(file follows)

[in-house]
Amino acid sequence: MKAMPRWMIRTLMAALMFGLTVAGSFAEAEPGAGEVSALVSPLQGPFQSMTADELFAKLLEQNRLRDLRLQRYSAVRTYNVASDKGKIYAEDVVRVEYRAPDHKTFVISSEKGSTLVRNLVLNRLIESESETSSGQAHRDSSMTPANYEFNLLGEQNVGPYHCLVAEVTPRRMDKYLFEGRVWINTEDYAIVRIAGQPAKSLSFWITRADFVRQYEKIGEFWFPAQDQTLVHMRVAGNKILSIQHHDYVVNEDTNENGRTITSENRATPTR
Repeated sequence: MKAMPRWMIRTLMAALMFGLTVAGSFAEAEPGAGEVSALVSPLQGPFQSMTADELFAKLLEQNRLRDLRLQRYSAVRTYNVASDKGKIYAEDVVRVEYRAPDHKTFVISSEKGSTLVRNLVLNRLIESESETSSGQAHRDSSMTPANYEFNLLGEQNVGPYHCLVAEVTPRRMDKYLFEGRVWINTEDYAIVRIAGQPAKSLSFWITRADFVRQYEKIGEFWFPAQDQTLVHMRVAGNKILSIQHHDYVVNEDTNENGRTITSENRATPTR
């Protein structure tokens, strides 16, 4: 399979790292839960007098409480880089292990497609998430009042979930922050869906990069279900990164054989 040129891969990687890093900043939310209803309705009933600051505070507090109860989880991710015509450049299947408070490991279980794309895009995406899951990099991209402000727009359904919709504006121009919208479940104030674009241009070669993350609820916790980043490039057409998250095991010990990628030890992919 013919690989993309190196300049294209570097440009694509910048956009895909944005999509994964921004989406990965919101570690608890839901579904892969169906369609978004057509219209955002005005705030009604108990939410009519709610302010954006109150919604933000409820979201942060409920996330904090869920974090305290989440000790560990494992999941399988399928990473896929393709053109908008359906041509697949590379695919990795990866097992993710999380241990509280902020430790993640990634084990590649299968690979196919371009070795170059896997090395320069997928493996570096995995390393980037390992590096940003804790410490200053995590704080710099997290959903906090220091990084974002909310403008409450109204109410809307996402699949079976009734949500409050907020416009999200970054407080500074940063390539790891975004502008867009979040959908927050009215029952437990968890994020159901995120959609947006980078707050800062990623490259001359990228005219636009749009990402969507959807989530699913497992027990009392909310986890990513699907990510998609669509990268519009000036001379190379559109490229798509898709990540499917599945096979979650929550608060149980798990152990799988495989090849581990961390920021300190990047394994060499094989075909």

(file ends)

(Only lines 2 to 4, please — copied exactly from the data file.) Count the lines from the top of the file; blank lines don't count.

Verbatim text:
Amino acid sequence: MKAMPRWMIRTLMAALMFGLTVAGSFAEAEPGAGEVSALVSPLQGPFQSMTADELFAKLLEQNRLRDLRLQRYSAVRTYNVASDKGKIYAEDVVRVEYRAPDHKTFVISSEKGSTLVRNLVLNRLIESESETSSGQAHRDSSMTPANYEFNLLGEQNVGPYHCLVAEVTPRRMDKYLFEGRVWINTEDYAIVRIAGQPAKSLSFWITRADFVRQYEKIGEFWFPAQDQTLVHMRVAGNKILSIQHHDYVVNEDTNENGRTITSENRATPTR
Repeated sequence: MKAMPRWMIRTLMAALMFGLTVAGSFAEAEPGAGEVSALVSPLQGPFQSMTADELFAKLLEQNRLRDLRLQRYSAVRTYNVASDKGKIYAEDVVRVEYRAPDHKTFVISSEKGSTLVRNLVLNRLIESESETSSGQAHRDSSMTPANYEFNLLGEQNVGPYHCLVAEVTPRRMDKYLFEGRVWINTEDYAIVRIAGQPAKSLSFWITRADFVRQYEKIGEFWFPAQDQTLVHMRVAGNKILSIQHHDYVVNEDTNENGRTITSENRATPTR
């Protein structure tokens, strides 16, 4: 399979790292839960007098409480880089292990497609998430009042979930922050869906990069279900990164054989 040129891969990687890093900043939310209803309705009933600051505070507090109860989880991710015509450049299947408070490991279980794309895009995406899951990099991209402000727009359904919709504006121009919208479940104030674009241009070669993350609820916790980043490039057409998250095991010990990628030890992919 013919690989993309190196300049294209570097440009694509910048956009895909944005999509994964921004989406990965919101570690608890839901579904892969169906369609978004057509219209955002005005705030009604108990939410009519709610302010954006109150919604933000409820979201942060409920996330904090869920974090305290989440000790560990494992999941399988399928990473896929393709053109908008359906041509697949590379695919990795990866097992993710999380241990509280902020430790993640990634084990590649299968690979196919371009070795170059896997090395320069997928493996570096995995390393980037390992590096940003804790410490200053995590704080710099997290959903906090220091990084974002909310403008409450109204109410809307996402699949079976009734949500409050907020416009999200970054407080500074940063390539790891975004502008867009979040959908927050009215029952437990968890994020159901995120959609947006980078707050800062990623490259001359990228005219636009749009990402969507959807989530699913497992027990009392909310986890990513699907990510998609669509990268519009000036001379190379559109490229798509898709990540499917599945096979979650929550608060149980798990152990799988495989090849581990961390920021300190990047394994060499094989075909």